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How does 988 work?

Lila Seidman, Los Angeles Times on

Published in Health & Fitness

Help for a mental health crisis is now just three digits away: 9-8-8.

Early data show that people are increasingly reaching out to a national mental health hotline launched July 16 as an easy-to-remember alternative to 911. But how does it work? And is it "friendly"?

The basics

Instead of being directed to police, callers (or texters) are connected to compassionate listeners trained to talk about crises ranging from suicidal thoughts to drug addiction. They can even advise people who aren't in crisis but hope to help a struggling friend. It's free and staffed around the clock.

"We want to make sure that we're giving people effective evidence-based care in a crisis, rather than giving them care that results in them cycling through incarceration, hospitalization, emergency department visits, over and over again, which has historically been how we've addressed crisis in this country," said Hannah Wesolowski, chief advocacy officer for the National Alliance on Mental Illness.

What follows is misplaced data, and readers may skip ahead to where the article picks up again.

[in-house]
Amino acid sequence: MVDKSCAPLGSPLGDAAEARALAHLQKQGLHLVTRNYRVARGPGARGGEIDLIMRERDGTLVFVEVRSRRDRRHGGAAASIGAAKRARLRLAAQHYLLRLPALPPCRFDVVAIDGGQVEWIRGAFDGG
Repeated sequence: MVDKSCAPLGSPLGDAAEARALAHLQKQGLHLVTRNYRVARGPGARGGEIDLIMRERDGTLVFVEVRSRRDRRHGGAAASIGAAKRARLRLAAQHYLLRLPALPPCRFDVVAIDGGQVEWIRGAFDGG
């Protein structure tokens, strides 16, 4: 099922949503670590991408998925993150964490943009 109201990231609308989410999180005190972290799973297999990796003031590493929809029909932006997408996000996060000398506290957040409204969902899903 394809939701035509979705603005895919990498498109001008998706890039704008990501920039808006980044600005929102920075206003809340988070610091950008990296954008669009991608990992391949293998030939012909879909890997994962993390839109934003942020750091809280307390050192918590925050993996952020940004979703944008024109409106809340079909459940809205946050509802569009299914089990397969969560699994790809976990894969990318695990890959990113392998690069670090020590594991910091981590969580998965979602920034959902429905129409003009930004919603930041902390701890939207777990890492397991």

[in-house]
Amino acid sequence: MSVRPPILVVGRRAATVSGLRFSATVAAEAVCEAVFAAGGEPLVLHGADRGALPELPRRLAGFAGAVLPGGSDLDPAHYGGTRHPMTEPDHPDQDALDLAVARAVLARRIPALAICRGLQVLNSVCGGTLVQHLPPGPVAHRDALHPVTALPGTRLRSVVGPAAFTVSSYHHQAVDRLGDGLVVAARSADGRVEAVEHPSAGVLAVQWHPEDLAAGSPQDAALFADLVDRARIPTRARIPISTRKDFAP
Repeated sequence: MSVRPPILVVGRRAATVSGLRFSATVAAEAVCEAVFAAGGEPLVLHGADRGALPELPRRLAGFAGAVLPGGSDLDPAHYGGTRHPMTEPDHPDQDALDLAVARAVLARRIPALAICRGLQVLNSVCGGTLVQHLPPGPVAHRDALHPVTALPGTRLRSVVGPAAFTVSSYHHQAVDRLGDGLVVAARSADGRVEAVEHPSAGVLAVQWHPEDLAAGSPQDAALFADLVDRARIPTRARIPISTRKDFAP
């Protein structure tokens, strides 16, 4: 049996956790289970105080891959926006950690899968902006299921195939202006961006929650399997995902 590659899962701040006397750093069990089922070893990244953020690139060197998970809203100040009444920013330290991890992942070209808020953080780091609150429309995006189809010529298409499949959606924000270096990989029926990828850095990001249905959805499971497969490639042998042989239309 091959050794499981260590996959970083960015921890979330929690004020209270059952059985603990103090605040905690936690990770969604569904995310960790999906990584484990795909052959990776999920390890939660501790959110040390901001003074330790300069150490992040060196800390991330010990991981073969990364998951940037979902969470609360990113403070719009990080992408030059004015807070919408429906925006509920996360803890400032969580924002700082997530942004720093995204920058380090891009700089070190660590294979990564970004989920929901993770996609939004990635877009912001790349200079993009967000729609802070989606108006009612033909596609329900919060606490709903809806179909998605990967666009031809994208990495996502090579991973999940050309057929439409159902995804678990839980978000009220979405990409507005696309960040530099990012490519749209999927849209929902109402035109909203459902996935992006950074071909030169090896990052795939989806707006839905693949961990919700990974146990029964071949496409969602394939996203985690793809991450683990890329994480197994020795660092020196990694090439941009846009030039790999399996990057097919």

Before 988 went live, those seeking help had to dial a 10-digit 800 number to reach the National Suicide Prevention Lifeline. Calls to that number — (800) 273-TALK — will still be answered.

 

A bump in usage

In August, the hotline's first fully operational month, its overall volume — including calls, texts and chats — jumped 45% across the country, compared with the same month last year for the Lifeline, according to the U.S. Department of Health and Human Services.

Meanwhile, the average time it took for a response decreased year over year from 2½ minutes to 42 seconds. The Substance Abuse and Mental Health Services Administration, a part of Health and Human Services, oversees the hotline.

Didi Hirsch Mental Health Services, which leads the crisis call response for most of Southern California, said its call volume doubled the day 988 went live.

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